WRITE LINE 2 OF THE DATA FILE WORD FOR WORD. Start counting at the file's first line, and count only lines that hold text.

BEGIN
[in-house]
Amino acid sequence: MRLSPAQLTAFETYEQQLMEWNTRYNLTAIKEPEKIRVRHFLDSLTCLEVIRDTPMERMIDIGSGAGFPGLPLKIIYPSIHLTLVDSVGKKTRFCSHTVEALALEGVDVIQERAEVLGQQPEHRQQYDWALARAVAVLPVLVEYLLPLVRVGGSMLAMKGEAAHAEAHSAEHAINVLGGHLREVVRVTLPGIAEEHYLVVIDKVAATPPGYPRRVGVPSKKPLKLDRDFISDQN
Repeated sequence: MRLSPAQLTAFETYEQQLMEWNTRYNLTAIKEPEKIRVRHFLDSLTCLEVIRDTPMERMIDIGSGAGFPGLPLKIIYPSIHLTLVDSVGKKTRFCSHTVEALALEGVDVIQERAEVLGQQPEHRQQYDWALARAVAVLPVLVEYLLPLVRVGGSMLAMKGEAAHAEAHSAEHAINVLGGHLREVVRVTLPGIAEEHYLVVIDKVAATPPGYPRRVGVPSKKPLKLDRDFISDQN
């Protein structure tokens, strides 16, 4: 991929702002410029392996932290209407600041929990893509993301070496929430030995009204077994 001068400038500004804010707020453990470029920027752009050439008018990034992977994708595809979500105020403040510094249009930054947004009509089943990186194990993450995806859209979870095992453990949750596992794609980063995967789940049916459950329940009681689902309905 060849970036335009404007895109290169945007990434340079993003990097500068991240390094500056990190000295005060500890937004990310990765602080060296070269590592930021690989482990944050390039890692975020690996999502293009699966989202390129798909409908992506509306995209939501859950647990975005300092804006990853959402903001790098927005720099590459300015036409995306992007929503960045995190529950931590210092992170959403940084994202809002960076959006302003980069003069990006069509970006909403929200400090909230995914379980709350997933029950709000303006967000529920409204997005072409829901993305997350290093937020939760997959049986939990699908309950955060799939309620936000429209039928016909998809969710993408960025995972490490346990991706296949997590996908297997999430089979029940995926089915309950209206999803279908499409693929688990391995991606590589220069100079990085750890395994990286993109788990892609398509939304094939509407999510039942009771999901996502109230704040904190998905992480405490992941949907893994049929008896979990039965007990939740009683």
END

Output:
Amino acid sequence: MRLSPAQLTAFETYEQQLMEWNTRYNLTAIKEPEKIRVRHFLDSLTCLEVIRDTPMERMIDIGSGAGFPGLPLKIIYPSIHLTLVDSVGKKTRFCSHTVEALALEGVDVIQERAEVLGQQPEHRQQYDWALARAVAVLPVLVEYLLPLVRVGGSMLAMKGEAAHAEAHSAEHAINVLGGHLREVVRVTLPGIAEEHYLVVIDKVAATPPGYPRRVGVPSKKPLKLDRDFISDQN